Mexico's President Mocks Greg Abbott Using Military Against Migrants

Mexico’s President Mocks Greg Abbott Using Military Against Migrants

Mexican President Andrés Manuel López Obrador mocked Texas Governor Greg Abbott on Tuesday, saying the state’s newly announced military base camp “is not serious” and won’t derail illegal immigration.

Abbott said Friday from Eagle Pass that the new 80-acre military operation along the U.S.-Mexico border had already commenced and will extend along the Rio Grande and six miles south to Shelby Park. It will initially house about 1,800 soldiers with another 500 potentially added in the future. The camp will include individual rooms for soldiers, recreational rooms, Wi-Fi and a large dining hall.

The governor said the consolidation of forces is akin to “amassing a large army in a very strategic area,” further aiding his and his state’s efforts to deter migrants from coming into the U.S. He attributed methods like employing razor wire for dramatically reducing migrant encounters from 3,000 to 4,000 to about 1 percent of that number within the past month.

“It’s like the governor of Texas who put a military camp on the border,” Obrador said during his morning press conference, according to Mexican publication Proseco Digital. “Let him put as many as he wants. Supposedly this is how he is going to detain the migrants. Pure politicking! It is not serious.”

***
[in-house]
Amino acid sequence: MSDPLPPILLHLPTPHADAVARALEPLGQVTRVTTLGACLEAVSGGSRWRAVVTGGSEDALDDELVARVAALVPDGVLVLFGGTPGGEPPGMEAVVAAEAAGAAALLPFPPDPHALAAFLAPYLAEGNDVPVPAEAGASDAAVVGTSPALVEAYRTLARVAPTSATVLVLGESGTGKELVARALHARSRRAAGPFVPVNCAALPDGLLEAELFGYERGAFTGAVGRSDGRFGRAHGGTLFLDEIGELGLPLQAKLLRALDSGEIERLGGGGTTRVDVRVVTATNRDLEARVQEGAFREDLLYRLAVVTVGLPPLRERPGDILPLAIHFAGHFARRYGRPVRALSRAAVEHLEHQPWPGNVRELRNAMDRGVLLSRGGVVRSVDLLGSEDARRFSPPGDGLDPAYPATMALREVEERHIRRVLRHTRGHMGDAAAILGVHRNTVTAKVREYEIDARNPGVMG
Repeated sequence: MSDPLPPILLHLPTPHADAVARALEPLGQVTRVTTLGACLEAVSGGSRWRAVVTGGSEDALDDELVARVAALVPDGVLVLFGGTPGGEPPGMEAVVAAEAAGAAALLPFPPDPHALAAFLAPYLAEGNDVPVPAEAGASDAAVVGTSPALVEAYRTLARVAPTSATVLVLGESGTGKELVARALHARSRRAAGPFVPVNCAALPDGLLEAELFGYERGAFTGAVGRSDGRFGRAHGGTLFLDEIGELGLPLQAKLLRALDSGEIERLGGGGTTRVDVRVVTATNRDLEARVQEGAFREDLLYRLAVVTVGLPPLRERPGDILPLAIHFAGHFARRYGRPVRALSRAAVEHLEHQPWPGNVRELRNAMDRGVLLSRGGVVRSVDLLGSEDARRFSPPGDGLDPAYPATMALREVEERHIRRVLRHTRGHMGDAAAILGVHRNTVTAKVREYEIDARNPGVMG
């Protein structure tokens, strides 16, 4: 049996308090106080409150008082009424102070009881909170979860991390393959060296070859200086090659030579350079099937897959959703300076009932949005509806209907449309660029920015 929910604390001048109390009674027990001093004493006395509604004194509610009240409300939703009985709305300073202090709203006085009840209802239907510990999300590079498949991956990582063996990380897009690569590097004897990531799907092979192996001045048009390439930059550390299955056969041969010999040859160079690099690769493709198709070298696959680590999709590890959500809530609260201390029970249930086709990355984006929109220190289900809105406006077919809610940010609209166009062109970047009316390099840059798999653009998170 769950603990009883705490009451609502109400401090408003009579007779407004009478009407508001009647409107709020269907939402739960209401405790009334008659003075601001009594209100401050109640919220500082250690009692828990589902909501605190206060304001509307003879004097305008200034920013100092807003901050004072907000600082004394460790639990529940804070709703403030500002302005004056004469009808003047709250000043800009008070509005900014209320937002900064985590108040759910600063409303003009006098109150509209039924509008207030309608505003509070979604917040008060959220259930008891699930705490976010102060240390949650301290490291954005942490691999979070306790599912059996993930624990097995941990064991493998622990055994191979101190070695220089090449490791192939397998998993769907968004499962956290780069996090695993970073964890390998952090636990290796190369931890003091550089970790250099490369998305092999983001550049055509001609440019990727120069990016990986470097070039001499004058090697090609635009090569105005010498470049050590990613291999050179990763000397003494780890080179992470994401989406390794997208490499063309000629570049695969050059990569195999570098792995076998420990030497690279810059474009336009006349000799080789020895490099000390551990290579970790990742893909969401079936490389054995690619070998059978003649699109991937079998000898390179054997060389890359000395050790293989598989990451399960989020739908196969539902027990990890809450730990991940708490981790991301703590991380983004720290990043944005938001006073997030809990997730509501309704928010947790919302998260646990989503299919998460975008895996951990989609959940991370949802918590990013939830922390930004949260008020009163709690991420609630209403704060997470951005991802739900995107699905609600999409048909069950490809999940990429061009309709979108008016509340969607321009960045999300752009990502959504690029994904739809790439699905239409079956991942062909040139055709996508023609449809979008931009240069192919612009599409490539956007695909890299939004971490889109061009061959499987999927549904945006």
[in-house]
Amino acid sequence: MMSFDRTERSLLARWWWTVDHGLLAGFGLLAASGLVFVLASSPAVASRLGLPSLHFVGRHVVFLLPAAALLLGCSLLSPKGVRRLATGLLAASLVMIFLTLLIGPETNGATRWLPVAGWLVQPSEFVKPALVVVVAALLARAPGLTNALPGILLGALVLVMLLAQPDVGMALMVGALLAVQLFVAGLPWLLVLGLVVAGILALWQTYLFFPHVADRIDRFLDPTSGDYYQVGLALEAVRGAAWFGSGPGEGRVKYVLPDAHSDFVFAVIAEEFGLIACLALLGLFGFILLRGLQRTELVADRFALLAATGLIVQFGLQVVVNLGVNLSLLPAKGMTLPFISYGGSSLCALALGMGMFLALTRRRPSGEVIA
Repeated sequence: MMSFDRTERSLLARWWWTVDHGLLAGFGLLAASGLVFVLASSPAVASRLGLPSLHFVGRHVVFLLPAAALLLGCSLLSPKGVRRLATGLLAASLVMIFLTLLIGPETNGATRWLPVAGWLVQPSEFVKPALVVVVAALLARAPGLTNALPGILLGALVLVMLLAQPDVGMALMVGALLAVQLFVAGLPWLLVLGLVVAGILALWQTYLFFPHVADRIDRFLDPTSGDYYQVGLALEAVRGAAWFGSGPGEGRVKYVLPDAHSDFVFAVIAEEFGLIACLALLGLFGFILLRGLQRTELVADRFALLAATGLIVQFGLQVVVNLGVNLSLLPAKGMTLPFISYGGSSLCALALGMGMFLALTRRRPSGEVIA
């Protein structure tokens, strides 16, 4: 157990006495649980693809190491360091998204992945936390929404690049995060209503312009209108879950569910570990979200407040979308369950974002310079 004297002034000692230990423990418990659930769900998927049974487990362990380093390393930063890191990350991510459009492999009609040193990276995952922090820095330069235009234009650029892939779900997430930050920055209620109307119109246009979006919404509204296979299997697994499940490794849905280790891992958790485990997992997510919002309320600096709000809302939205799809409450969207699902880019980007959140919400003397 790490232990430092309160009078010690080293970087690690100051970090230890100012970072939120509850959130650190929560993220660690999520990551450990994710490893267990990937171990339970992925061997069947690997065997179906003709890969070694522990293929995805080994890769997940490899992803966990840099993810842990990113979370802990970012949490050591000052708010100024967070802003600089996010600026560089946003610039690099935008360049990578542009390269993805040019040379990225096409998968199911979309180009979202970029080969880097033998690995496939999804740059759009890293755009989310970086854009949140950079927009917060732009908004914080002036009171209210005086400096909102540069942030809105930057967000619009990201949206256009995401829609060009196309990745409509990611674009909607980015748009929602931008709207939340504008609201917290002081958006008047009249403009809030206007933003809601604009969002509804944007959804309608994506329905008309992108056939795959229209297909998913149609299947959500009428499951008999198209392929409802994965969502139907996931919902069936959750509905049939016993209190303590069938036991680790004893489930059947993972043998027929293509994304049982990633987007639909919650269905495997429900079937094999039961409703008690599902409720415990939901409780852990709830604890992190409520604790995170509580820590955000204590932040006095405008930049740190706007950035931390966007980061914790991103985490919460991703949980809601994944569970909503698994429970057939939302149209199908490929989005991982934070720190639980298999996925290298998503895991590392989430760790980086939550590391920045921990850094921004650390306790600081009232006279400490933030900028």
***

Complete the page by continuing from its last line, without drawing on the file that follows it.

Newsweek reached out to Abbott’s office via email for comment.

President of Mexico Andres Manuel Lopez Obrador gestures during his daily morning briefing on June 10, 2020 in Mexico City, Mexico. On February 20, 2024, Obrador said that Texas’ new construction of a military base…

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Obrador has not been shy in criticizing American politicians of both parties, in some cases galvanizing members of varied party lines due to bipartisanship sentiment on immigration shortcomings.

Last month, Wisconsin Senator Ron Johnson told Newsweek that Obrador’s efforts to get the U.S. to subsidize $20 billion as part of a broader plan to help countries in Latin America with record numbers of migrants equate to “blackmail.”

“He’s blackmailing Biden,” Johnson said. “It’s clear blackmail. I mean, Trump secured the border because he threatened tariffs, had Migrant Protection [Protocols], Return to Mexico in place, and then all of a sudden, you got Mexico to cooperate with this as well [as] Central American with Safe Third Country.”

Last May, Obrador insinuated that the United States’ lifting of the Title 42 immigration policy—initially enacted by former President Donald Trump at the beginning of the COVID-19 pandemic—was encouraging smugglers to bring illegals into the U.S.

Last March, Obrador warned GOP lawmakers against advocating for military action against Mexican cartels, saying, “We are not going to permit any foreign government to intervene in our territory, much less that a government’s armed forces intervene.”

Republican Congressman Tony Gonzales, who represents Texas’ 23rd Congressional District, told Newsweek last week that decreased migrant encounters at the southern border could be a result of the Biden administration receiving help from Mexican cartels.

“I do think the cartels are trying to carry the Biden administration a couple rounds,” Gonzales said. “Mexico has an election in June that no one’s really tracking. And, I suspect, for the next couple of months, everything will be cleaned up a little bit. I mean, over 7,000 people a day is still astronomical.”

Claudia Sheinbaum, Xóchitl Gálvez or Jorge Álvarez Máynez will succeed Obrador this summer.

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